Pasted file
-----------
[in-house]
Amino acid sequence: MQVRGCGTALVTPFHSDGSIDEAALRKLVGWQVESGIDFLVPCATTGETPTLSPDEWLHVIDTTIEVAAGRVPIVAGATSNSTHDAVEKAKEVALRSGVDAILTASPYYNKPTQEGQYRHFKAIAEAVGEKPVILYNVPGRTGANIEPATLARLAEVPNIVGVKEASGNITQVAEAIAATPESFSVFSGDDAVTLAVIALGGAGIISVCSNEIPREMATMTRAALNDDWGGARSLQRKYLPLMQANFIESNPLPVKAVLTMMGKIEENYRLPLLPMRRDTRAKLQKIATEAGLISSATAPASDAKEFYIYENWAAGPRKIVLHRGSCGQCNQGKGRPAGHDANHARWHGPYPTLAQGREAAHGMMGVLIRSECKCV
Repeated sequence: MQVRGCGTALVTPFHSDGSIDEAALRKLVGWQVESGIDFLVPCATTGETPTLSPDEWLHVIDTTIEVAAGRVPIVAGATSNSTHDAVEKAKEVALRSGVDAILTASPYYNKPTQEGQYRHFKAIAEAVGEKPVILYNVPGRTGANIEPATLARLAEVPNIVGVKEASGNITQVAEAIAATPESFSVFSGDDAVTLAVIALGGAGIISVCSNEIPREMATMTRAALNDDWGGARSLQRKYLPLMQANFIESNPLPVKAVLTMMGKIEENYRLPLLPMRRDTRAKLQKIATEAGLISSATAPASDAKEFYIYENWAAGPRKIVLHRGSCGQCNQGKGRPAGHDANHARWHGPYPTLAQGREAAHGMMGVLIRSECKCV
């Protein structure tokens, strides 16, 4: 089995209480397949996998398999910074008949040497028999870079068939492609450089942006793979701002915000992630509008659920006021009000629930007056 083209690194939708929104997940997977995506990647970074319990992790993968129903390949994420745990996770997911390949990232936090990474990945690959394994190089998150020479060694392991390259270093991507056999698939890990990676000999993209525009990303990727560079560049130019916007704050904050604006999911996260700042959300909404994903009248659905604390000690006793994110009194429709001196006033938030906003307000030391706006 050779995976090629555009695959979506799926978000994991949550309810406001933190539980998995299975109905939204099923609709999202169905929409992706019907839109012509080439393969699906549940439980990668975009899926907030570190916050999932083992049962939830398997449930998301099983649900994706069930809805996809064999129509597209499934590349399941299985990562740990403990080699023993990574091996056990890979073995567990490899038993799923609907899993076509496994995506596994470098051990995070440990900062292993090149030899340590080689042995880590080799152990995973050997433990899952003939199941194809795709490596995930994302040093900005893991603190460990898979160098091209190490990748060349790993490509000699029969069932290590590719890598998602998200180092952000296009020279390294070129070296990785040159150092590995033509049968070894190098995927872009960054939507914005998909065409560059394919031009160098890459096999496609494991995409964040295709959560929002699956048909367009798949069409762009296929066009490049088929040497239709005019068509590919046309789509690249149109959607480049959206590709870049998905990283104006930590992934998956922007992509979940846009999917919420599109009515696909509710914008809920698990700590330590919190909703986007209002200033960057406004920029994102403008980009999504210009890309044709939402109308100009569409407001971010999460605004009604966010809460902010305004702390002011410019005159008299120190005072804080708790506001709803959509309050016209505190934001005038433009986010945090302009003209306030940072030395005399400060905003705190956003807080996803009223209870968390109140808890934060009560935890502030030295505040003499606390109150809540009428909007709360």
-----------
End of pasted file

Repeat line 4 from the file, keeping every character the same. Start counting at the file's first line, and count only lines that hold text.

């Protein structure tokens, strides 16, 4: 089995209480397949996998398999910074008949040497028999870079068939492609450089942006793979701002915000992630509008659920006021009000629930007056 083209690194939708929104997940997977995506990647970074319990992790993968129903390949994420745990996770997911390949990232936090990474990945690959394994190089998150020479060694392991390259270093991507056999698939890990990676000999993209525009990303990727560079560049130019916007704050904050604006999911996260700042959300909404994903009248659905604390000690006793994110009194429709001196006033938030906003307000030391706006 050779995976090629555009695959979506799926978000994991949550309810406001933190539980998995299975109905939204099923609709999202169905929409992706019907839109012509080439393969699906549940439980990668975009899926907030570190916050999932083992049962939830398997449930998301099983649900994706069930809805996809064999129509597209499934590349399941299985990562740990403990080699023993990574091996056990890979073995567990490899038993799923609907899993076509496994995506596994470098051990995070440990900062292993090149030899340590080689042995880590080799152990995973050997433990899952003939199941194809795709490596995930994302040093900005893991603190460990898979160098091209190490990748060349790993490509000699029969069932290590590719890598998602998200180092952000296009020279390294070129070296990785040159150092590995033509049968070894190098995927872009960054939507914005998909065409560059394919031009160098890459096999496609494991995409964040295709959560929002699956048909367009798949069409762009296929066009490049088929040497239709005019068509590919046309789509690249149109959607480049959206590709870049998905990283104006930590992934998956922007992509979940846009999917919420599109009515696909509710914008809920698990700590330590919190909703986007209002200033960057406004920029994102403008980009999504210009890309044709939402109308100009569409407001971010999460605004009604966010809460902010305004702390002011410019005159008299120190005072804080708790506001709803959509309050016209505190934001005038433009986010945090302009003209306030940072030395005399400060905003705190956003807080996803009223209870968390109140808890934060009560935890502030030295505040003499606390109150809540009428909007709360």